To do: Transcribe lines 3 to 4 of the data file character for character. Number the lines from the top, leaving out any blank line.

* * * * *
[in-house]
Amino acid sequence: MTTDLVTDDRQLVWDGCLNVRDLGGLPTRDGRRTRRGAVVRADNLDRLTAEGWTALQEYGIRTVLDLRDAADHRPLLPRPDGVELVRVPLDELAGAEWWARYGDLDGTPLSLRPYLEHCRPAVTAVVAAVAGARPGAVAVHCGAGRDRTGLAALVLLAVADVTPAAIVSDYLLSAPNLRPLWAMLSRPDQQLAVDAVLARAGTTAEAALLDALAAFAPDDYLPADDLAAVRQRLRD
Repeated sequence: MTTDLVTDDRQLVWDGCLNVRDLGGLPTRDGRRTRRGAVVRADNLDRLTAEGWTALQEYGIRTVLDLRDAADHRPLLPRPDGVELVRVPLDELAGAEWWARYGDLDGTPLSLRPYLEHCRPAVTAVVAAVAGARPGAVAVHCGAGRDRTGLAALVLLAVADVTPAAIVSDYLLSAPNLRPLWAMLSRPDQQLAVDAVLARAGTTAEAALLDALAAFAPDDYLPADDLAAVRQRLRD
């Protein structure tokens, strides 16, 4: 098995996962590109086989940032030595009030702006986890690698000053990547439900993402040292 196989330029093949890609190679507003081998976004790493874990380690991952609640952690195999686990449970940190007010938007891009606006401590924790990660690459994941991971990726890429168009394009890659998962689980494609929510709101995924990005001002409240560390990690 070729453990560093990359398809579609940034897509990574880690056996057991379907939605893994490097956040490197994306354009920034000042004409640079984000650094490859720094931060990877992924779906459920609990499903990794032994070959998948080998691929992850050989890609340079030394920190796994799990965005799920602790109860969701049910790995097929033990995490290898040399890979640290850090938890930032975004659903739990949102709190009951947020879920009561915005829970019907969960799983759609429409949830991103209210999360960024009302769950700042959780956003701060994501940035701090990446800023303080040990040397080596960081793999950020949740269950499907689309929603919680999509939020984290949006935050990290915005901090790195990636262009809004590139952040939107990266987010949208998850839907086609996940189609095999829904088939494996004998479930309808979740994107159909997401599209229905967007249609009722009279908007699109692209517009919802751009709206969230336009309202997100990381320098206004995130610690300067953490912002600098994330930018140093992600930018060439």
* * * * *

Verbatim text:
Repeated sequence: MTTDLVTDDRQLVWDGCLNVRDLGGLPTRDGRRTRRGAVVRADNLDRLTAEGWTALQEYGIRTVLDLRDAADHRPLLPRPDGVELVRVPLDELAGAEWWARYGDLDGTPLSLRPYLEHCRPAVTAVVAAVAGARPGAVAVHCGAGRDRTGLAALVLLAVADVTPAAIVSDYLLSAPNLRPLWAMLSRPDQQLAVDAVLARAGTTAEAALLDALAAFAPDDYLPADDLAAVRQRLRD
């Protein structure tokens, strides 16, 4: 098995996962590109086989940032030595009030702006986890690698000053990547439900993402040292 196989330029093949890609190679507003081998976004790493874990380690991952609640952690195999686990449970940190007010938007891009606006401590924790990660690459994941991971990726890429168009394009890659998962689980494609929510709101995924990005001002409240560390990690 070729453990560093990359398809579609940034897509990574880690056996057991379907939605893994490097956040490197994306354009920034000042004409640079984000650094490859720094931060990877992924779906459920609990499903990794032994070959998948080998691929992850050989890609340079030394920190796994799990965005799920602790109860969701049910790995097929033990995490290898040399890979640290850090938890930032975004659903739990949102709190009951947020879920009561915005829970019907969960799983759609429409949830991103209210999360960024009302769950700042959780956003701060994501940035701090990446800023303080040990040397080596960081793999950020949740269950499907689309929603919680999509939020984290949006935050990290915005901090790195990636262009809004590139952040939107990266987010949208998850839907086609996940189609095999829904088939494996004998479930309808979740994107159909997401599209229905967007249609009722009279908007699109692209517009919802751009709206969230336009309202997100990381320098206004995130610690300067953490912002600098994330930018140093992600930018060439």